Don't even bother Saudi Arabia? IEA says US shale boom "difficult to emmulate"
A surge in US oil and natural gas production has lifted hopes about North American energy security, but that growth will plateau and will be difficult to replicate elsewhere, said Maria van der Hoeven, chief executive of the International Energy Agency, in an interview with The Christian Science Monitor said.
“There are some people who really think they can replicate the United States shale gas boom,” Van der Hoeven said. “It’s not as easy as that,” she noted.
The United States is awash in hydrocarbons, the result of good geology, supportive prices, a favorable regulatory and investment climate, and technology innovation. But the US energy boom is temporary, and not easy to replicate in other parts of the world, she added.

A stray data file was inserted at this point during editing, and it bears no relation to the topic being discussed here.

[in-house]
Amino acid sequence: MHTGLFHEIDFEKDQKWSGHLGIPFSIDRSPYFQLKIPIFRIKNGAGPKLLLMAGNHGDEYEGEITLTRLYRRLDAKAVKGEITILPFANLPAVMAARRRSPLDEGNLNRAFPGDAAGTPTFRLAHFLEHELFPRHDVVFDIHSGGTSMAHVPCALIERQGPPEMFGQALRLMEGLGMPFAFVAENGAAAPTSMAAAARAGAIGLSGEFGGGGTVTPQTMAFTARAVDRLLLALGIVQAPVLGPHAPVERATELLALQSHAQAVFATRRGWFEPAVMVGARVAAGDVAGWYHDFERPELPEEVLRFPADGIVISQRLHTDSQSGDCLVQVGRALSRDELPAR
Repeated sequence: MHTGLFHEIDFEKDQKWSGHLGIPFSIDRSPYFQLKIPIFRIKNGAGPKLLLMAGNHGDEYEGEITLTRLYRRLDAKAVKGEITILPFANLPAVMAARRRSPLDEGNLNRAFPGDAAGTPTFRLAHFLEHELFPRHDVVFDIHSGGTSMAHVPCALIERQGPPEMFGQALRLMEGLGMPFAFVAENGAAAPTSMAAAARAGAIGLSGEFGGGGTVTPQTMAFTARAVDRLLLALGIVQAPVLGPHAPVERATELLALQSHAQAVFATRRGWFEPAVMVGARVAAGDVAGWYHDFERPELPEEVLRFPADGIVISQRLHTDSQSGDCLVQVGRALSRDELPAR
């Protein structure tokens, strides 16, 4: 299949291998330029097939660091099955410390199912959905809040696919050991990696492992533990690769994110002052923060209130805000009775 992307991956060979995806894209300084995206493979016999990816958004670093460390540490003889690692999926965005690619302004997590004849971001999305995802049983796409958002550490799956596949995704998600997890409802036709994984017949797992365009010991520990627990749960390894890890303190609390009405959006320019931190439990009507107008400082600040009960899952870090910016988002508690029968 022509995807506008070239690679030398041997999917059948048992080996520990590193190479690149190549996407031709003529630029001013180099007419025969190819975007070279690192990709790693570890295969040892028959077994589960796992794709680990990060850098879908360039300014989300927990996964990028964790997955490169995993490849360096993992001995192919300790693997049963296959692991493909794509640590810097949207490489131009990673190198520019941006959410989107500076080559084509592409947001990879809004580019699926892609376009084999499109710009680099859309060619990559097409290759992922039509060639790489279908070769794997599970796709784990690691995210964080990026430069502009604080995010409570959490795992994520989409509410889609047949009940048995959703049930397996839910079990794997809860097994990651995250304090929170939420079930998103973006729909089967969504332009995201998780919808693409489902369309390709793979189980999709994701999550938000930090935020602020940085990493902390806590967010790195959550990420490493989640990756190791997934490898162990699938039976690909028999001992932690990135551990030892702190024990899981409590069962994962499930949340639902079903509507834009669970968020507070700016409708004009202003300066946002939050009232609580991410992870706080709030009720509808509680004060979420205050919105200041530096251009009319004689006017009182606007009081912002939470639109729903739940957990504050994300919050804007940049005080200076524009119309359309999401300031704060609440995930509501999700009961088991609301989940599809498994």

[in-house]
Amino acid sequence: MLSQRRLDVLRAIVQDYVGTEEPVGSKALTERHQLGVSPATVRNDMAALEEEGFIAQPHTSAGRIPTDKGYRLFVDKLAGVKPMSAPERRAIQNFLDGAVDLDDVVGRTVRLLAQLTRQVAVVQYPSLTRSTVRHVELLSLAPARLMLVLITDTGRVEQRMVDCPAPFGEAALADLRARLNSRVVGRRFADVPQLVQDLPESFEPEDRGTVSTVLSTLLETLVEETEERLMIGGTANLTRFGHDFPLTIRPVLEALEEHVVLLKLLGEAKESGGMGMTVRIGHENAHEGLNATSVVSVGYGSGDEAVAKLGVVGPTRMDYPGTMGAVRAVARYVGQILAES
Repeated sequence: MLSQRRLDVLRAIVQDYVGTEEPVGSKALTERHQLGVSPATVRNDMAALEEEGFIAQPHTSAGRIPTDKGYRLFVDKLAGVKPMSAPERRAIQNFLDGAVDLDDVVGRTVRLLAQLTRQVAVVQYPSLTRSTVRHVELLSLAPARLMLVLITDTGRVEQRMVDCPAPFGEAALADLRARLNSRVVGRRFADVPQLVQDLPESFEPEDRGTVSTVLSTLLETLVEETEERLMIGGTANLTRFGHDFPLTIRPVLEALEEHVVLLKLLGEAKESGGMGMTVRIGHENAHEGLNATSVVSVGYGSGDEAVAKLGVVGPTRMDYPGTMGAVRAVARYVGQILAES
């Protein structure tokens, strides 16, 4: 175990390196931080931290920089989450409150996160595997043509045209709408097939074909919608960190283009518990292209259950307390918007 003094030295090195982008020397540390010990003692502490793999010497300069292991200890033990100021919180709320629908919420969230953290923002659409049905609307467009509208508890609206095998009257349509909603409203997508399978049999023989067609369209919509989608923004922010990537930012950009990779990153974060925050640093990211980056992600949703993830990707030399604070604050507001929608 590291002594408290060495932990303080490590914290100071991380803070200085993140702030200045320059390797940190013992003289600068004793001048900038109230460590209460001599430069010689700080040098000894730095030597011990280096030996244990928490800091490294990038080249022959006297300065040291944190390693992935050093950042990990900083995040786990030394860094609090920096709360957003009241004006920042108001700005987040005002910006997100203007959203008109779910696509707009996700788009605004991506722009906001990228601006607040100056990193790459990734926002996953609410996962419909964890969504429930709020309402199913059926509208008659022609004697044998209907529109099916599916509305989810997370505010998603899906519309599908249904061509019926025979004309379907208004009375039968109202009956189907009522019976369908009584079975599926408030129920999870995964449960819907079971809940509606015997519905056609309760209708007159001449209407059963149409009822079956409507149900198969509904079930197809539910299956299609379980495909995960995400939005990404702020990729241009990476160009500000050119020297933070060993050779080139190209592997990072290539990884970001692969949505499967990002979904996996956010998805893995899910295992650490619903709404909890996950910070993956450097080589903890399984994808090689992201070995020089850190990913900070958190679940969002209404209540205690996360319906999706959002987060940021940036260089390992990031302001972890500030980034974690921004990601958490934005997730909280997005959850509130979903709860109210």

“The light tight oil revolution in the United States is changing the geographical map of oil trade. But we also mentioned [in an IEA analysis] that this growth would not last – that it would plateau, and then flatten and go down. That means that from 2025 onward, it’s again Saudi Arabia and the Gulf states that will come back. Because of the changing trade map, this oil will almost completely go to Asia – China, India, Korea and Japan.”
She further said “it’s also about having the right gas industry, the right knowledge, the right infrastructure, the water, the human skills, the geological information, etc. And geology in this part of the world, especially where the shale gas boom is, is quite different from Ukraine or Poland. You can learn from it, but it’s not a copy-and-paste. The United Kingdom is changing its attitude to shale gas. China wants to develop its shale gas, but it’s in a very dry part of the country. South Africa is looking to its shale gas resources. The point is there’s a lot of shale gas in the world, but it’s not as easily accessible as it was in the United States.”